The Chester County Council on Thursday upheld the firing of a county employee accused of altering council meeting minutes from her job as administrative assistant to the county supervisor, but suspended her in her role as clerk to council.
County Supervisor Shane Stuart on Tuesday fired Carolyn Clayton – who is both the clerk to council and Stuart’s administrative assistant – and information technology consultant Eddie Buchanan.
Stuart told sheriff’s deputies that the two broke the law when minutes from the County Council’s April 20 meeting were changed, allegedly to remove “defamatory” comments Clayton made on a recording of the meeting.
Deputies are investigating because altering or destroying public records – minutes are required to be kept by law – is a misdemeanor crime.
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Some County Council members asked for Thursday’s specially called meeting because the clerk to council is a position that is appointed by the council, not by the county supervisor. After an hour-long meeting held in executive session, the council unanimously agreed to suspend Clayton from her job as clerk to council until they can get guidance from the county’s human resources department concerning Clayton and her position as clerk.
Clayton has admitted altering the April 20 minutes after she said that she inadvertently left the a recording device running when the County Council went into executive session. She made remarks that the county attorney and county physician positions should be filled through a public bidding process like other jobs, Clayton said, then asked Buchanan to change the recording to delete her comments.
In an interview with The Herald on Tuesday, Clayton denied destroying any property and said she was wrongfully terminated for exercising free speech.
Under state law, the clerk to council is appointed by and reports to the County Council, not to the county supervisor, county attorney Joan Winters said after the meeting. Clayton, in her role as administrative assistant, reports directly to Stuart.
So the firing of Clayton as Stuart’s administrative assistant stands, Winters said, but Clayton is “suspended pending additional information” about the clerk position.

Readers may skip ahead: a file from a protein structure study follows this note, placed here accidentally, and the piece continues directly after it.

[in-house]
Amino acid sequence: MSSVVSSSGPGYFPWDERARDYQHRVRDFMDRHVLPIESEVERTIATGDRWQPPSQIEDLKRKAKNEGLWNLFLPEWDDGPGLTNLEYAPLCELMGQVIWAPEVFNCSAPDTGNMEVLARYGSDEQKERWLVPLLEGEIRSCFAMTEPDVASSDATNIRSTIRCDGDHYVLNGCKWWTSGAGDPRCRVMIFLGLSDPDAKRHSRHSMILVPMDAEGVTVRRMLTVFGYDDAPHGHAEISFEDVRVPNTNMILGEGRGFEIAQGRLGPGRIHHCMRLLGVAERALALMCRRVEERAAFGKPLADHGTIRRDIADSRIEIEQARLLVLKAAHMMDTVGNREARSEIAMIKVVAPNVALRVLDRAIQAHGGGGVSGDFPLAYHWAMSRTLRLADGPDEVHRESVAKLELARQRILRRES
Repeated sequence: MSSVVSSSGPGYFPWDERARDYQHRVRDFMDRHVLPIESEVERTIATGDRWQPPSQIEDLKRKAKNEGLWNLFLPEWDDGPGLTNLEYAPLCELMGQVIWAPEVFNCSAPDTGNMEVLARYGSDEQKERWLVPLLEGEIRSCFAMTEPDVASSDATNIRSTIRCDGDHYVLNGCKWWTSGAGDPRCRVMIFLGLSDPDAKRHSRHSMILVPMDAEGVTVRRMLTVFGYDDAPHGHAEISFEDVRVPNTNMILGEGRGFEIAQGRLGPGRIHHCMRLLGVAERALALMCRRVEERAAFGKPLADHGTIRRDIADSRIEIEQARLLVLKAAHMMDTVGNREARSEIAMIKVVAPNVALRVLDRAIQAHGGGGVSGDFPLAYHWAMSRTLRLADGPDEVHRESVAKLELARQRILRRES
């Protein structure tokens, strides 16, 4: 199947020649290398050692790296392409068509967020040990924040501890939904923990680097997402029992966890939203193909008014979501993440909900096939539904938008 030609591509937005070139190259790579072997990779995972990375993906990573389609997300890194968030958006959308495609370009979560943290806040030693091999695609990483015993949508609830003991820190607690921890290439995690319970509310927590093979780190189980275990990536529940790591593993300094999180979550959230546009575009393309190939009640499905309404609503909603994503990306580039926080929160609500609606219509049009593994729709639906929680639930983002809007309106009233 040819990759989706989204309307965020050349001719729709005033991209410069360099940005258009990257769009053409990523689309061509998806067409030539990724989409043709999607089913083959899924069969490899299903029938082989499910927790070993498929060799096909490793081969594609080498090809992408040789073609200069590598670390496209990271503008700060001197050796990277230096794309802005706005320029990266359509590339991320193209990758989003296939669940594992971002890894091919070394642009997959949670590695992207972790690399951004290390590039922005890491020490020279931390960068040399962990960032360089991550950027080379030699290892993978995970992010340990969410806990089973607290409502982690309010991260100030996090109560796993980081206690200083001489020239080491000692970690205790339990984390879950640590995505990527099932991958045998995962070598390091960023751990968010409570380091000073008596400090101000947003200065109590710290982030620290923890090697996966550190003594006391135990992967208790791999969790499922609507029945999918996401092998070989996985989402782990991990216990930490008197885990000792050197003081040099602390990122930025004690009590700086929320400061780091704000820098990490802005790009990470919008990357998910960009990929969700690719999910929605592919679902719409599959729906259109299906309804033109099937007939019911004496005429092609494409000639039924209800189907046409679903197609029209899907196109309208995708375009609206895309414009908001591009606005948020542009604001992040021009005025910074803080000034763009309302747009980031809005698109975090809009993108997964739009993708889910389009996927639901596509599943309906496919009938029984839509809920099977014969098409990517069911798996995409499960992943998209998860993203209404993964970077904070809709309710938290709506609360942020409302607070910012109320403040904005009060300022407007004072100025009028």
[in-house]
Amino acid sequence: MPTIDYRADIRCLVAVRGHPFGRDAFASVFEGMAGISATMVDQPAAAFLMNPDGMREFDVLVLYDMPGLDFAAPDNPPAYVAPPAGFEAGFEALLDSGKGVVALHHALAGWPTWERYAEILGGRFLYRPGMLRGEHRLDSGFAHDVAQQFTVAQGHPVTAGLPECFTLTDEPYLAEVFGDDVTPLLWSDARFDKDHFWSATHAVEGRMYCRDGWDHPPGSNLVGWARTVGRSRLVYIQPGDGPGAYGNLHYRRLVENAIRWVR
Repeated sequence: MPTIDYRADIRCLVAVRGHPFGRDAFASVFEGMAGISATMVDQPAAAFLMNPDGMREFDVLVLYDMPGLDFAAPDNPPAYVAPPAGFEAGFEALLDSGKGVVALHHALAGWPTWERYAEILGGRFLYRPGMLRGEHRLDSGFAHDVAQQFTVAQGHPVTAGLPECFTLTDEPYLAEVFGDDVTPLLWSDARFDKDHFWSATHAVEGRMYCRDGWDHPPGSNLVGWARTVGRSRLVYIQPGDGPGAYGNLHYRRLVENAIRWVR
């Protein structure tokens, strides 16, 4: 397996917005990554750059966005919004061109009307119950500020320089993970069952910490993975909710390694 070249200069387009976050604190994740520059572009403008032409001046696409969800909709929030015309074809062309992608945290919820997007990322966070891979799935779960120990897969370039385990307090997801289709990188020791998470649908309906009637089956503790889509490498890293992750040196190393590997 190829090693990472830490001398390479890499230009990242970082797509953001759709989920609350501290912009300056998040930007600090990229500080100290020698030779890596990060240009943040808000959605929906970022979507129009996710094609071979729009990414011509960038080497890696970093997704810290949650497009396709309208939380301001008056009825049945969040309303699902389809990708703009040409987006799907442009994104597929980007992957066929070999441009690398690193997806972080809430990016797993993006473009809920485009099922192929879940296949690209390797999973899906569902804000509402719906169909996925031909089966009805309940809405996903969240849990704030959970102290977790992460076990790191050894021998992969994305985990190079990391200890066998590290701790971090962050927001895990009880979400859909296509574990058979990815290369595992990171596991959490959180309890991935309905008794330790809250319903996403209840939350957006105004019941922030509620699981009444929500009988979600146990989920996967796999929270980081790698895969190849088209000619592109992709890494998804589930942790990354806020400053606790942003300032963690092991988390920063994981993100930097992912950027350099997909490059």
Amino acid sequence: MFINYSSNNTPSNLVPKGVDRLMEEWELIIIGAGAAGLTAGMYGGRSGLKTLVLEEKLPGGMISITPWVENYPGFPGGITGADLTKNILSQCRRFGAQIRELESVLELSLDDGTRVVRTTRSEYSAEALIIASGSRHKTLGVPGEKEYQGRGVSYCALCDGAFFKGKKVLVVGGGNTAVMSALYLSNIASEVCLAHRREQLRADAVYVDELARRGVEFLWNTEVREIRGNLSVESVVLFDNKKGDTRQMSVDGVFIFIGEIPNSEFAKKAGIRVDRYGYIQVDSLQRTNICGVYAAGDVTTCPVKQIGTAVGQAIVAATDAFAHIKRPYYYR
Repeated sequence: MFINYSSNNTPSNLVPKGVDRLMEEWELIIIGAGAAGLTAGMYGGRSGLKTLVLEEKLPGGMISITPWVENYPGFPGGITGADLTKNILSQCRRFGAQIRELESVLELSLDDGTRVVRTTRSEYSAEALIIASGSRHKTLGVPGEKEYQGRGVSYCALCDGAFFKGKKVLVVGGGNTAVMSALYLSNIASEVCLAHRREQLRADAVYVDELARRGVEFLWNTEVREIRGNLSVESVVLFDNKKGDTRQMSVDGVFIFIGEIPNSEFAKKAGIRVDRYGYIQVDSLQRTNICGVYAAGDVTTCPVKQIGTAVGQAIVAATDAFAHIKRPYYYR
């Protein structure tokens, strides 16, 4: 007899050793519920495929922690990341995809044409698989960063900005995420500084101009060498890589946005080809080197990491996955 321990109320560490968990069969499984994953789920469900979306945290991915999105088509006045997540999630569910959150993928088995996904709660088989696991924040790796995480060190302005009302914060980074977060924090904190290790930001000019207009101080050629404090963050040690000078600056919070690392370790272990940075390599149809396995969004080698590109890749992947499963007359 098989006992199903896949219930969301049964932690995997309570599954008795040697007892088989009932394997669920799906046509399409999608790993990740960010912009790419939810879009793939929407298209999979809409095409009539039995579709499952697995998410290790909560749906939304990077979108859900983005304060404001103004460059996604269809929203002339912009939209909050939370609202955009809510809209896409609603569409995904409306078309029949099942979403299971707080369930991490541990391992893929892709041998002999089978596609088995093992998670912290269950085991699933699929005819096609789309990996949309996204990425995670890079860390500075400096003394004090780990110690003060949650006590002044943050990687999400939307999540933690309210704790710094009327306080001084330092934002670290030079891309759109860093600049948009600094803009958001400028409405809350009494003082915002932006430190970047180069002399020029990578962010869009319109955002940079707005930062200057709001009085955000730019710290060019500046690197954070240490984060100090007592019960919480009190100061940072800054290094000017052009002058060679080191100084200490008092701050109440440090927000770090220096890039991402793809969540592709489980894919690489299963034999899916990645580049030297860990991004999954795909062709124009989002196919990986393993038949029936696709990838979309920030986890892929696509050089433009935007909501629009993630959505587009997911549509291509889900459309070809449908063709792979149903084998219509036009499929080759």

When Stuart took office in March, S.C. Association of Counties staff went to Chester for a workshop to go over for Stuart, a new employee, the specifics of who reported to him and who did not. Stuart and council members are clear that clerk to council reports to the council, Winters said, and Stuart on Tuesday had made it clear that he was firing Clayton from her job as administrative assistant, not as clerk to council.
That distinction, however, was not made when Clayton’s firing was made public.
Councilman John Wayne Holcombe said after the meeting that the council needed to find out more information before moving forward, so that’s why he made a motion to suspend Clayton as clerk. She will be paid while on suspension, he said.
The County Council could act on Clayton’s future as soon as Monday’s regularly scheduled meeting.
Stuart, a former police officer, said after the meeting that he stands by the decision to fire Clayton because no public record – whether it’s written minutes, an audiotape or a video – should be changed.
“You can’t change the document or alter the video,” he said. “You have to have it in its entirety.
“You can’t take out the parts you don’t like.”
Clayton was not in the April 20 executive session meeting. The allegation of her changing the minutes is based solely on what she allegedly said on the recording of the open session.
Clayton worked for 13 years for former County Supervisor Carlisle Roddey, whom Stuart defeated in a special election last month. Stuart said Clayton’s long tenure working for Roddey had nothing to do with her being fired. He said all other county employees who were employed under Roddey remain on the job.
Efforts to reach Clayton for comment were unsuccessful Thursday.
As a consultant working on a contract basis, Winters said, Buchanan was not a county employee, and Stuart had the authority to terminate his contract. Buchanan admitted to altering the tape at Clayton’s request, but he said he would not have done so if he had known it was a crime.
Andrew Dys • 803-329-4065